• I strongly suspect that the number of people who need features present in Office 2007 but not in OOo 3.x is a lot less than the number of people locked into WIndows because of Quickbooks.

        You're not locked into Windows if you need Quickbooks. Intuit also as a version for Macs [intuit.com]. And it's universal, it runs on both PowerPC and Intel Macs.

        Falcon

      • [Quickly pulls numbers out of thin air] I strongly suspect that the number of people who need features present in Office 2007 but not in OOo 3.x is a lot less than the number of people locked into WIndows because of Quickbooks.

        I strongly suspect that the number of people locked into Windows because of Quickbooks is a lot less than the number of people locked into Windows because of the fact that they share documents with other humans.

      • by AmiMoJo (196126)

        I'll probably be modded a troll for saying this but OO lacks a British English dictionary for the spell checker, so it's not much good to me. That one missing feature makes OO impossible to deploy at a lot of companies and all educational establishments here.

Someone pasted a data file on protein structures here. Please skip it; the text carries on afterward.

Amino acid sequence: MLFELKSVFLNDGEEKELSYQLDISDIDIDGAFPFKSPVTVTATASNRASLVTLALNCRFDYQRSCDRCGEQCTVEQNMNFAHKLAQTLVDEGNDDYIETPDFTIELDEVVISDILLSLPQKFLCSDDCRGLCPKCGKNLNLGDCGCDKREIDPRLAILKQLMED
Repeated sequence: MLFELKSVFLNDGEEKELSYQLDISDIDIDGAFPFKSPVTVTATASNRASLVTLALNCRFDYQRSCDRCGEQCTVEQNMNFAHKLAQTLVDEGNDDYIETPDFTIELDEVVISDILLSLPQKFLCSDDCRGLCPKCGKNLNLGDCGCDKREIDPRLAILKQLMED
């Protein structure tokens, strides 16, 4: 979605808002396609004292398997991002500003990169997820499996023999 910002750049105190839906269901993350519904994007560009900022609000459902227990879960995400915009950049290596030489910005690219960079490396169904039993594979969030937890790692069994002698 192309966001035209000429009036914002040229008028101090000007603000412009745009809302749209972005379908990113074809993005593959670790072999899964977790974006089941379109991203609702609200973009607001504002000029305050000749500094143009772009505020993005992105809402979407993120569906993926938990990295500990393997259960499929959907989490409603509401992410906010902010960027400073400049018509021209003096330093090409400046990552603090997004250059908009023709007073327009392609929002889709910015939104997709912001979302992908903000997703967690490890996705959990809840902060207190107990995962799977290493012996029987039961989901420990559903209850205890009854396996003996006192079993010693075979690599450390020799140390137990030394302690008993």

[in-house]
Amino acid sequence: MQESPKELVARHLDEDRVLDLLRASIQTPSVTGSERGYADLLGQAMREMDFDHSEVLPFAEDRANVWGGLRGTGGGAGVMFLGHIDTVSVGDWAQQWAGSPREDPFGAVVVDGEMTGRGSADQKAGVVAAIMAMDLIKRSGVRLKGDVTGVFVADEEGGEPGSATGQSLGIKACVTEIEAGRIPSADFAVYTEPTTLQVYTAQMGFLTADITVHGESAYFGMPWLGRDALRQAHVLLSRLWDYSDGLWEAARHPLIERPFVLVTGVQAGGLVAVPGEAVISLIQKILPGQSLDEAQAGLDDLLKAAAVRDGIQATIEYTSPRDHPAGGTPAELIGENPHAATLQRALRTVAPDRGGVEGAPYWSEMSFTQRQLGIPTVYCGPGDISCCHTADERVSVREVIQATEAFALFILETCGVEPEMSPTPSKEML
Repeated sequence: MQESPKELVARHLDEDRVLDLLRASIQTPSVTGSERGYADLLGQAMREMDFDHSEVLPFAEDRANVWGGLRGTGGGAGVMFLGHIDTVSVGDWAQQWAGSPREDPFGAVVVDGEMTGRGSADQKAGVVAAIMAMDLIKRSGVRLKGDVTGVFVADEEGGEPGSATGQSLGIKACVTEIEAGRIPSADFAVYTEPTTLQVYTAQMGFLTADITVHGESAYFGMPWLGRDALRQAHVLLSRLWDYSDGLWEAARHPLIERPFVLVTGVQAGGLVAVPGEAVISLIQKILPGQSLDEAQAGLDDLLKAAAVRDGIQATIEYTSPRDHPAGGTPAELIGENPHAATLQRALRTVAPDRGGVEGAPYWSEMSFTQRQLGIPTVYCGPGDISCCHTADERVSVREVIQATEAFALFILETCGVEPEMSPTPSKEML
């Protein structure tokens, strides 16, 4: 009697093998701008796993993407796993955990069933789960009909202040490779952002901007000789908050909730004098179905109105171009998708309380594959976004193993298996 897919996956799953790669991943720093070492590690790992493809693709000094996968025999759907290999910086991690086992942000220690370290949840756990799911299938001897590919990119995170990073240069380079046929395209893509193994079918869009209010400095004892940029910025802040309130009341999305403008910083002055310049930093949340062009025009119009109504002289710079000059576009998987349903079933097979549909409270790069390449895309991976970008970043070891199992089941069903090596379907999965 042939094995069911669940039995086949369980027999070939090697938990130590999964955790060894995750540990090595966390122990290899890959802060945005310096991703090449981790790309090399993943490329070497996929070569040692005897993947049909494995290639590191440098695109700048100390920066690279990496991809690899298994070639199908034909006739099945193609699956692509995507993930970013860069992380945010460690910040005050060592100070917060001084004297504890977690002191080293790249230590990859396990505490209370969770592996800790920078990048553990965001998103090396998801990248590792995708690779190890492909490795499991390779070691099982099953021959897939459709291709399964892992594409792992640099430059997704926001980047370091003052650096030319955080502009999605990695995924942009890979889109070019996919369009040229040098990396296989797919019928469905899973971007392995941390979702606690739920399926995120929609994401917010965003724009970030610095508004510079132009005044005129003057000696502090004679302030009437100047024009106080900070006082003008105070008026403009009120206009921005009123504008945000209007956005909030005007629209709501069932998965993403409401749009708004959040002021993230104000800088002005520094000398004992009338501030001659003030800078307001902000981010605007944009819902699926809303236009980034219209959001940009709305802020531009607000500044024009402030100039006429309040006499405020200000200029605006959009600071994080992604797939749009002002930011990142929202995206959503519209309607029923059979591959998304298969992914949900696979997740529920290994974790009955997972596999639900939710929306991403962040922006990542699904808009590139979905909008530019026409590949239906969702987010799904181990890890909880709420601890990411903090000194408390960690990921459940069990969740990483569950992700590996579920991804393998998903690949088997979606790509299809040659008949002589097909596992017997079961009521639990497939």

• Re: (Score:3, Interesting)

      by xSauronx (608805)

      This isnt news, really. I snagged Crossover Office last year when it was free and installed Office 2007 so I wouldnt have to load a VM to use it. Unfortunately, as a student, a few of my assignments require 2007, and Id rather run it on my laptop than stick around school doing work.

      • by Yfrwlf (998822)
        Damn that sucks, I'd organise an appeal for the student body to have teachers adopt non-proprietary software. To be teaching proprietary software especially with things like this, a stupid office suite, and demanding it's use, is just all kinds of dumb, and I believe wrong for a college to do. And some people wonder why "student software" is so cheap, like a drug sample. No, students should have the freedom to choose which office software they want to use to complete an assignment.